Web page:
This concept is also known as “matching and pacing,” and its usefulness goes far beyond coaching situations. It allows you better footing to communicate with just about anyone in just about any situation.

Have you ever felt that someone just “isn’t meeting you where you are?” Or they just don’t seem to be listening, or for some reason you can’t put your finger on, they don’t seem to be relating to you. This could be all about body language, energy and pacing.

Try to remember this next time you’re dealing with someone – how can you mirror their body language? Match their pace and energy. Does it help your communication? Does it set them at ease? Does it set YOU at ease?

Coaching, like any such endeavor, can be complicated. One of the reasons I’m thrilled about our new book is that it simplifies many of the basics of a complex system. To learn more, check it out on Amazon!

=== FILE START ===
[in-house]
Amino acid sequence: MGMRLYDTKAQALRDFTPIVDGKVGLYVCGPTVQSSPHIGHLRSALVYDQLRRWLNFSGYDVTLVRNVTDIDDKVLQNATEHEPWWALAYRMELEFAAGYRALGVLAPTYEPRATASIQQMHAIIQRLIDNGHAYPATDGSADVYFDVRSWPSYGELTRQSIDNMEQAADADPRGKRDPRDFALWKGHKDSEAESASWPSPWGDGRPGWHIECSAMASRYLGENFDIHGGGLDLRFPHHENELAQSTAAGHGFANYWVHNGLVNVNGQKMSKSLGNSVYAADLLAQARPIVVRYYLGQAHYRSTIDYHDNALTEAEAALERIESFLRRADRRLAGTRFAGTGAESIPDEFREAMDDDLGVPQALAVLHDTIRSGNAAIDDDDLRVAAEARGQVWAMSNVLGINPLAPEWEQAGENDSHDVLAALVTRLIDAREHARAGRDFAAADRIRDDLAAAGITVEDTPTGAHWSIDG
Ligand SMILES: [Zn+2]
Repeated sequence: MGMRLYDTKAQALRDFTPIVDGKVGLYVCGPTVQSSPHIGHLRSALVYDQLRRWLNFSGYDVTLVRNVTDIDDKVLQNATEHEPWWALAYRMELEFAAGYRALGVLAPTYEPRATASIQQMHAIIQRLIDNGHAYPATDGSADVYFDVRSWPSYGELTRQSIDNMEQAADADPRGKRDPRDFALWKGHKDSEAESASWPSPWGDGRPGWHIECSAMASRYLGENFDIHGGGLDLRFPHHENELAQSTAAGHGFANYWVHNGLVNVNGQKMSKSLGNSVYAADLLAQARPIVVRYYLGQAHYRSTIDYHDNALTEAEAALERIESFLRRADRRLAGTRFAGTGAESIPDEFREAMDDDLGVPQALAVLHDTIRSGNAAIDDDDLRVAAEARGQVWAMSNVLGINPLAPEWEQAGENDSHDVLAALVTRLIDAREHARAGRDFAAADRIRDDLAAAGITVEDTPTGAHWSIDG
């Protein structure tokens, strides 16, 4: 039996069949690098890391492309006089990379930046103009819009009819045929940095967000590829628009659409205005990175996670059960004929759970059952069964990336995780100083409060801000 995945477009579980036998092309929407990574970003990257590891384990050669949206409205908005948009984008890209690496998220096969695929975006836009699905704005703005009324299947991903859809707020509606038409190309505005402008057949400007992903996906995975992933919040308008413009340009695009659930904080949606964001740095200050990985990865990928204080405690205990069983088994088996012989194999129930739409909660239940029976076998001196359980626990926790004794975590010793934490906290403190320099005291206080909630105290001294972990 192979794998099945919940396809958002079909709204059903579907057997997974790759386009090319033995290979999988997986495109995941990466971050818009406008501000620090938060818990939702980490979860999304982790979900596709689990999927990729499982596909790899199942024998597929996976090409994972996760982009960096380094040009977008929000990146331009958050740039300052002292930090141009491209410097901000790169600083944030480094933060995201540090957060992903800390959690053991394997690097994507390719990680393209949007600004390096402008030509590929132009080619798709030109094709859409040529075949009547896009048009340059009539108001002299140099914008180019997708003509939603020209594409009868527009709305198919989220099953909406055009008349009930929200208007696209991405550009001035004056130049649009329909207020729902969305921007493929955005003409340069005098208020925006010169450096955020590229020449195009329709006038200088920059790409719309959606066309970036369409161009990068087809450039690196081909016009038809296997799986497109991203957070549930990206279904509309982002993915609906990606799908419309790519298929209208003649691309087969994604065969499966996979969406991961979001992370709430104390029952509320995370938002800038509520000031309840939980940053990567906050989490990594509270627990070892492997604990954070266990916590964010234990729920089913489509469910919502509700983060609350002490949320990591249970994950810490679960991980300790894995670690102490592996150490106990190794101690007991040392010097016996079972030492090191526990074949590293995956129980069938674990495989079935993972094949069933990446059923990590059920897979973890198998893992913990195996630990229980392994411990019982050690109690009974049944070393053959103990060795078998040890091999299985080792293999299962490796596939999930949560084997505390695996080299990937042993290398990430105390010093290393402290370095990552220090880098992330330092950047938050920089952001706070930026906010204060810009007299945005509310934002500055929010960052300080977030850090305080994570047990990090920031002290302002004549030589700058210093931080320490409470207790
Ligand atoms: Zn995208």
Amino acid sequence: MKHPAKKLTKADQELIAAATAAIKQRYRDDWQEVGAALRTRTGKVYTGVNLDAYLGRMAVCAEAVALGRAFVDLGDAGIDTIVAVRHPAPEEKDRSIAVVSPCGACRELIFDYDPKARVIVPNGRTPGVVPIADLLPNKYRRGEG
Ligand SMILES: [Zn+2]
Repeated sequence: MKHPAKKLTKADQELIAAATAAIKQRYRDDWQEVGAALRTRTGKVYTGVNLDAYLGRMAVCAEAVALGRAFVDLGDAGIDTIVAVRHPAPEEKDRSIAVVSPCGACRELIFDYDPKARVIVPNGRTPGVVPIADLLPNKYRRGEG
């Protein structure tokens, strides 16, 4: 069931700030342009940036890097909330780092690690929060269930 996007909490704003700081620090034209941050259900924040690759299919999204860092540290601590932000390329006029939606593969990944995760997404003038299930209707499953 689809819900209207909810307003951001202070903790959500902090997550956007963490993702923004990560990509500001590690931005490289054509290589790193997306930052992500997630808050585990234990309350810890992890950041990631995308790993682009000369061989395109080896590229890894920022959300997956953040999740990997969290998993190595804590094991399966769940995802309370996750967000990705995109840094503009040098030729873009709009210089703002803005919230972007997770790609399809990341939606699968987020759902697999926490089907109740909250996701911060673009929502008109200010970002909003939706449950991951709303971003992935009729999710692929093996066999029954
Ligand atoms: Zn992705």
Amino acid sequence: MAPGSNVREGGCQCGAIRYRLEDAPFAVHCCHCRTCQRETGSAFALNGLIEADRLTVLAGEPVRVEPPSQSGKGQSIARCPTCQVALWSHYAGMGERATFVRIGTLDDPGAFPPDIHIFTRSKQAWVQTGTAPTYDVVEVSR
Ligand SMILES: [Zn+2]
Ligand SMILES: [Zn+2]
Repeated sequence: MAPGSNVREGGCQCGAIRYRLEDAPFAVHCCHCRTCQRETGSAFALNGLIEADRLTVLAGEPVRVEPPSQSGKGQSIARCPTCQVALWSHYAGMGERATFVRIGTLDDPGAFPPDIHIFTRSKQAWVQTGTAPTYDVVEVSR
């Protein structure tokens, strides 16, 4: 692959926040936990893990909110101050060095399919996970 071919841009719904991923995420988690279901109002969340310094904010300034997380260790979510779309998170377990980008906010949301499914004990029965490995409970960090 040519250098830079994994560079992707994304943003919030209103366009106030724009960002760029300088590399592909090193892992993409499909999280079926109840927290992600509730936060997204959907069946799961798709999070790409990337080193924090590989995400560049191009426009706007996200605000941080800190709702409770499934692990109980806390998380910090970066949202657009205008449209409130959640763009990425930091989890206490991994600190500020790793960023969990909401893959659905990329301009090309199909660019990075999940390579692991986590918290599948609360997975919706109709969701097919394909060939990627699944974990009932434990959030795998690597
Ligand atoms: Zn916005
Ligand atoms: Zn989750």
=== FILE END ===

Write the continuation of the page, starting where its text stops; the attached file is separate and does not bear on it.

Be well.

I’m delighted and humbled by this wonderful testimonial for my new book with Ann Depta, “A Coaching Alphabet.”
“A Coaching Alphabet is a very useful and easy to use tool, particularly for managers that are new to coaching in the workplace.  It contains the fundamental principles we all need to become successful coaches, but in a simple, bite size format.  A Coaching Alphabet makes coaching approachable for the reader by emphasizing basic concepts and productive behaviors rather than lofty techniques and jargon.  I’ve even found it to be a useful tool for myself and my senior managers as we seek to refresh our skills and boost coaching effectiveness.  Our company now plans to incorporate A Coaching Alphabet into our Leadership Development program.”
Jim Perry
SVP – Retail Banking Manager
Peoples Bank

Ann Depta founded Meridian Consulting Group, an executive coaching business, two decades ago. She’s an amazing, energetic woman and a good friend. We have worked together frequently, primarily through her business.